“The school district tries to meet all the social needs. … And a lot of times there’s problems at school maybe there’s bullying; the child feels isolated; they’re not adjusting to school well. If the parents will reach out … to the principal they can help in those situations. But a lot of times, they’re afraid that maybe things will get worse, or the bullying situation will get worse if they told a principal,” Randolph said. “We really hate that those things go on, so if they reach out and talk to a trusted adult and school, they can help.”

Attendance used to be kids playing hooky it’s really a lot more than that it’s bigger under the surface. If they’re chronically absent have to figure out the issue if can figure it out can help this community would be so much better off. We’ve got a lot of social ills in the community. That’s just the way it is and we’ve got to try and fix those.

This is one of the first times the district is focusing on the front end of attendance.

Alicia Syverson, division student school support, said many times the district has been reactive to attendance that has already become a problem. Now it’s more about being proactive, she said.

“There’s a three-tiered approach that our teams have put in place and the first piece of that is making sure we are doing a good job of communicating with our parents and our families about the importance of attendance,” Syverson said.

The initiative is dubbed attendance matters. The district has distributed a one-pager for parents that includes a calendar that they can put on the refrigerator to keep track of absences.

“Sometimes parents don’t realize that two absences here, an absence there, those absences add up. So making sure that we’re communicating the importance with parents, but then also helping them track their child’s absences so they can see (it) collectively,” Syverson said.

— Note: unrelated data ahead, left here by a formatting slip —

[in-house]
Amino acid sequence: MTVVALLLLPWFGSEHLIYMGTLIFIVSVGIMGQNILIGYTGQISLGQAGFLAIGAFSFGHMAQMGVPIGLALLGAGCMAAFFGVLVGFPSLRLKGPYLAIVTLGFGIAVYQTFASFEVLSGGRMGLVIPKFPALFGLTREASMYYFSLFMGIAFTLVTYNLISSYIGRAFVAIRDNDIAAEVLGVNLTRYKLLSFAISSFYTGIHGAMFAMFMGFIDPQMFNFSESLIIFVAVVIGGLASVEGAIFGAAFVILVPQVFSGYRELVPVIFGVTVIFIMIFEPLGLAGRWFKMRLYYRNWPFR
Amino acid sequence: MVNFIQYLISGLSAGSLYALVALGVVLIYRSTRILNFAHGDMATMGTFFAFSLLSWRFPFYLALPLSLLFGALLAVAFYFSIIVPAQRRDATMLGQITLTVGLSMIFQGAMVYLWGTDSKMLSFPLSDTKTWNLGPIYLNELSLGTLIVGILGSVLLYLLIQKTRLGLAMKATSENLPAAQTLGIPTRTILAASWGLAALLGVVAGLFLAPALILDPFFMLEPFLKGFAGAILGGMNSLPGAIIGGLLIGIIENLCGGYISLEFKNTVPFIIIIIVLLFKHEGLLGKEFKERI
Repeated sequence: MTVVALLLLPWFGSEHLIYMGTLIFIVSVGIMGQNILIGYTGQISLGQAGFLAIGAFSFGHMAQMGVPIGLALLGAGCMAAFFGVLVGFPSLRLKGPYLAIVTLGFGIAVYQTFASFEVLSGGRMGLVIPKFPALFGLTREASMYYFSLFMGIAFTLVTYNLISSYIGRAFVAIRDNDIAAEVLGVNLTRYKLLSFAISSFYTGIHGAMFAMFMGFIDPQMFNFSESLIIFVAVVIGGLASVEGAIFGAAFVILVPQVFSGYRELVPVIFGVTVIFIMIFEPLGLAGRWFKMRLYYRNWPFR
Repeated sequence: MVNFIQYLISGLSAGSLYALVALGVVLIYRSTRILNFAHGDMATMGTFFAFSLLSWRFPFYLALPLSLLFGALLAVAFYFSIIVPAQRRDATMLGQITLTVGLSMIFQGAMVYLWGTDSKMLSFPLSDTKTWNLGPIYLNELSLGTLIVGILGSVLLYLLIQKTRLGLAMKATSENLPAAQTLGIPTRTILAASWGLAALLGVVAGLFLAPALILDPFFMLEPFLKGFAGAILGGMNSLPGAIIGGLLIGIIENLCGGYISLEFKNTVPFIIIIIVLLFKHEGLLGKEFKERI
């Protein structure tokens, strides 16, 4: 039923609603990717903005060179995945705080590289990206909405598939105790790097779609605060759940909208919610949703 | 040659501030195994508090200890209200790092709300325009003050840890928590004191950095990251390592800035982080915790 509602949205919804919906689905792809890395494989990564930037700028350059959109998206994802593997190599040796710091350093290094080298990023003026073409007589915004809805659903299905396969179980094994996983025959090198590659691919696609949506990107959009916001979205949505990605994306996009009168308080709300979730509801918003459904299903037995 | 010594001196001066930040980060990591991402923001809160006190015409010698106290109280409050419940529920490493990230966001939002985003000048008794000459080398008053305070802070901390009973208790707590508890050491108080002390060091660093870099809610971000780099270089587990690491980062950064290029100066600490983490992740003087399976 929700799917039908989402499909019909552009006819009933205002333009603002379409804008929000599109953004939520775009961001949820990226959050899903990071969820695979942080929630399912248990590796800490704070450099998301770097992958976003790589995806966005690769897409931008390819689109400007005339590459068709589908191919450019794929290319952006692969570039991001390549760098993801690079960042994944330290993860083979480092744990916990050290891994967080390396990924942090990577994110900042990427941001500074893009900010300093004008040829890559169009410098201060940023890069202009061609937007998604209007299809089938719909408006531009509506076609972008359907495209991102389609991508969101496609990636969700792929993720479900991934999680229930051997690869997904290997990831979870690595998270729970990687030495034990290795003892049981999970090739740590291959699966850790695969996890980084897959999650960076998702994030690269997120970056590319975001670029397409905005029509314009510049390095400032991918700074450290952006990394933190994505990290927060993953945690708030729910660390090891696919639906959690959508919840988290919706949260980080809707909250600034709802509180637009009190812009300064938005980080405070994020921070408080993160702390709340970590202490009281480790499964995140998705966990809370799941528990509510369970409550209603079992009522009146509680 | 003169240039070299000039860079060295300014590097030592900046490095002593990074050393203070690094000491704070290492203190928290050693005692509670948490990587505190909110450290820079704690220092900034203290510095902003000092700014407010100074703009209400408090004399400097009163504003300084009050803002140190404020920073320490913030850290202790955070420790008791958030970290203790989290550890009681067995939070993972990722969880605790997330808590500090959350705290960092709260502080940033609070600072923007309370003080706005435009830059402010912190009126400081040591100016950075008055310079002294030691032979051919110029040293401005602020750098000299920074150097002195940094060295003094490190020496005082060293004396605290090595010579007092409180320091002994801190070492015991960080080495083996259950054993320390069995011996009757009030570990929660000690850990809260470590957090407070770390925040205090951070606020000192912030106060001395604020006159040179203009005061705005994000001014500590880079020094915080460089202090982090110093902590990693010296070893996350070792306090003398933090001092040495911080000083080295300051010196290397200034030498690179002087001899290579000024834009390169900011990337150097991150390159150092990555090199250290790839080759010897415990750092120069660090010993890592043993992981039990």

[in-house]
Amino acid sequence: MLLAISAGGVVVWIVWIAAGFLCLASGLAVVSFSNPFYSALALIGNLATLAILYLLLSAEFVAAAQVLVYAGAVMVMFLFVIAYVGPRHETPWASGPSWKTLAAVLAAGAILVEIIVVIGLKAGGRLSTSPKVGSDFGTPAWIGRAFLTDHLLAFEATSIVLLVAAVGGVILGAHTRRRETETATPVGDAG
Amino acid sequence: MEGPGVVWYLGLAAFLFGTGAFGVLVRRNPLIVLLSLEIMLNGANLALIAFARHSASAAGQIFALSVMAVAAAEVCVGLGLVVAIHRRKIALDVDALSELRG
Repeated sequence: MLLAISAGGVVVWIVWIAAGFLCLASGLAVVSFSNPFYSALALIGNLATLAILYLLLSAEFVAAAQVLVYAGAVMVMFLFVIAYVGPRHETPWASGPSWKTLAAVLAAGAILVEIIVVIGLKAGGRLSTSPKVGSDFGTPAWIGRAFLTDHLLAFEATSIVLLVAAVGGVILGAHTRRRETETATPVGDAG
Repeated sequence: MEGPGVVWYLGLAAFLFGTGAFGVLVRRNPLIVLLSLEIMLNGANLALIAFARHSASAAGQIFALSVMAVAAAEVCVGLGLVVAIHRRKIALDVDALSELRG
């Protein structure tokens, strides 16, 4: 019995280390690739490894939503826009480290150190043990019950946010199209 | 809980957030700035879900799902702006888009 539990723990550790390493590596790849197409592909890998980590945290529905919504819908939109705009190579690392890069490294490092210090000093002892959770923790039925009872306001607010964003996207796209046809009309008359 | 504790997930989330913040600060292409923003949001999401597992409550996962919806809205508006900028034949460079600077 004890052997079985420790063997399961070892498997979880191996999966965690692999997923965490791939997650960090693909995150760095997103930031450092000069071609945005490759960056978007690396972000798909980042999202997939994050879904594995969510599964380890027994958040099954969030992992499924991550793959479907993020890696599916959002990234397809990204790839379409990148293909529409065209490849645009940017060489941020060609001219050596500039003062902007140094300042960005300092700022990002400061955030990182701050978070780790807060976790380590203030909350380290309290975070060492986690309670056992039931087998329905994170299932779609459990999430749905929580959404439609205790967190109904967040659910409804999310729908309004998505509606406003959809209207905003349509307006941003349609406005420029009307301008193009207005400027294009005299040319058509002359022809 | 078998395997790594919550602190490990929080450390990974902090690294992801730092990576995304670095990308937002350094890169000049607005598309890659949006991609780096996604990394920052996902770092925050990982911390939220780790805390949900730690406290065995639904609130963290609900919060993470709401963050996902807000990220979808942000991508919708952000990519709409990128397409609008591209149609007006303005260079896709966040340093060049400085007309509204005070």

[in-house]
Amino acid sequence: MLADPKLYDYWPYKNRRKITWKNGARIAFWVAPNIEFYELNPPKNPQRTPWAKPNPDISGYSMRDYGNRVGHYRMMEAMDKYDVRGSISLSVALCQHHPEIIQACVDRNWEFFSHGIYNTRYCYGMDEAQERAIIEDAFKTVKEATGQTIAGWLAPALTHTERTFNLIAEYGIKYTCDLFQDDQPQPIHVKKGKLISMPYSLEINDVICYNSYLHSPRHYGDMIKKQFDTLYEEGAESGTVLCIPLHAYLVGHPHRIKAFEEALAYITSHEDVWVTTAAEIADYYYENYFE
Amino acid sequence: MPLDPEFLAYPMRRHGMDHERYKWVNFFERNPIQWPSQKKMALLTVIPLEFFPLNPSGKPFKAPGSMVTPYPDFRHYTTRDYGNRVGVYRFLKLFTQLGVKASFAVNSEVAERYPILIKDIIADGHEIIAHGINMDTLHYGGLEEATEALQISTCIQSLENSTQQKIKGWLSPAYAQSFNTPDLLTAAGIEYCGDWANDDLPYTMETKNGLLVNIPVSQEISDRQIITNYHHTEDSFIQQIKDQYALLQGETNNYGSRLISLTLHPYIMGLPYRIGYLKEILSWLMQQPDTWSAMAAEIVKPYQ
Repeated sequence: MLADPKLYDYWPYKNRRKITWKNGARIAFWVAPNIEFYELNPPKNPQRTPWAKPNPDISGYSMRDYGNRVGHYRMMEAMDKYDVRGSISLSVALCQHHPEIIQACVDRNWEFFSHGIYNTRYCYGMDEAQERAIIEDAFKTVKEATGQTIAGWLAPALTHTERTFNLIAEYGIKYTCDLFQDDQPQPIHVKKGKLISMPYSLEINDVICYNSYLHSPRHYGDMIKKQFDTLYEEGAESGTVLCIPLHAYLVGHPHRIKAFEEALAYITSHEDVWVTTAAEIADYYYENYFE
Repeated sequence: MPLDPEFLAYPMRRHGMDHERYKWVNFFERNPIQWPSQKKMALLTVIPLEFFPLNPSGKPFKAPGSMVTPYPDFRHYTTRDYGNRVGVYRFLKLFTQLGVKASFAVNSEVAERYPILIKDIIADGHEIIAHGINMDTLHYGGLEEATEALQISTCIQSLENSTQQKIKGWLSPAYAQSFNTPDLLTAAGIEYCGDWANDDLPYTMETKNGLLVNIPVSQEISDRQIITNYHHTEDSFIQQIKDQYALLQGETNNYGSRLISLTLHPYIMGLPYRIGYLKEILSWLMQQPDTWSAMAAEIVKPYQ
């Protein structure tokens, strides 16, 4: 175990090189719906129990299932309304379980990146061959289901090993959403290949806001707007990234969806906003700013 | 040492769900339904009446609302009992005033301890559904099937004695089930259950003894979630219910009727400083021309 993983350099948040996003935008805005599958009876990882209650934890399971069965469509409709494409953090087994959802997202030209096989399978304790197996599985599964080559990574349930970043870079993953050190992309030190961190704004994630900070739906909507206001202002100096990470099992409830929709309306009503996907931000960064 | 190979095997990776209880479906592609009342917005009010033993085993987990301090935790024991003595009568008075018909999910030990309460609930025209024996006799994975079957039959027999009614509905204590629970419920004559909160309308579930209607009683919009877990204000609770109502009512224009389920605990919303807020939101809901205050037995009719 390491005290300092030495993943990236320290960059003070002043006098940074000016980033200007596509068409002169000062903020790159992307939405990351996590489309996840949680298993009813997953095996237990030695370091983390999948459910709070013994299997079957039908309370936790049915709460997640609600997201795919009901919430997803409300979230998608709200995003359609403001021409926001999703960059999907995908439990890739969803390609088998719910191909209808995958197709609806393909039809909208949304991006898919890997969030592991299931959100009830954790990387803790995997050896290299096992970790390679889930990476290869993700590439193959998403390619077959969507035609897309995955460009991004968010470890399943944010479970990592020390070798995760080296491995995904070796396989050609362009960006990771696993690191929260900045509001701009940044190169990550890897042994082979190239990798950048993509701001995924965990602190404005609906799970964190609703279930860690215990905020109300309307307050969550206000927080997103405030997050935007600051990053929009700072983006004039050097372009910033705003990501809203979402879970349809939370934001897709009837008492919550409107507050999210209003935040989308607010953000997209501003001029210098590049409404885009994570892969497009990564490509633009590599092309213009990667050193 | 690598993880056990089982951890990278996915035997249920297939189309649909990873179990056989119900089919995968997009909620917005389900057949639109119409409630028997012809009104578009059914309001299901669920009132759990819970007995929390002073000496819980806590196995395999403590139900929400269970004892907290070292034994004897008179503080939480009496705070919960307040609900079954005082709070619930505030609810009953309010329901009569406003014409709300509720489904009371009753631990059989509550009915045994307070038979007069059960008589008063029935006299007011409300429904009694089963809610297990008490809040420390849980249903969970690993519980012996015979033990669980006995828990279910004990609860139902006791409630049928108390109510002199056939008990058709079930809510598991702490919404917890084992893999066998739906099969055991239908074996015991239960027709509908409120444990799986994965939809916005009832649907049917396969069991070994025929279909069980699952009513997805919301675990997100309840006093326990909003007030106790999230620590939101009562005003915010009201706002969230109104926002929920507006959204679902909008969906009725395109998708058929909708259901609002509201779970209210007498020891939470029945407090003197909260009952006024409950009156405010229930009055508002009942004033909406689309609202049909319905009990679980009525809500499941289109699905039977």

Research shows that early attendance equals later success.

“As educators, we understand how learning is sequential. First grade builds off kinder; second grade builds off first. But according to this information, the fact that education was sequential is new information to some parents so making sure that kids are in attendance early on equals later success …,” Syverson said.

Attendance also can impact whether a student is promoted to the next grade.

Syverson said the district is having quarterly meetings with attendance clerks to make sure the information stays in the forefront of their minds.

“Scott Randolph is currently scheduling meetings with our elementary assistant principals, and possibly principals, as well,” Syverson said.

She added that they want to make sure there are no gaps in the prevention measures from campus to campus.

“I think anytime there’s mobility where students move around a lot, mobility does impact some of that. If they come from out of district, it is more of a challenge internally. There is a process being implemented where we log this information into Eduphoria, which is just our data management system, so if they move within the district students with issues in attendance are going to be logged in … But I think anytime a student moves around, it takes us a little while to get to know the student to get to know their habits and those kinds of things,” she said.

“Our hope is this consistent plan will alleviate some of that,” Syverson added.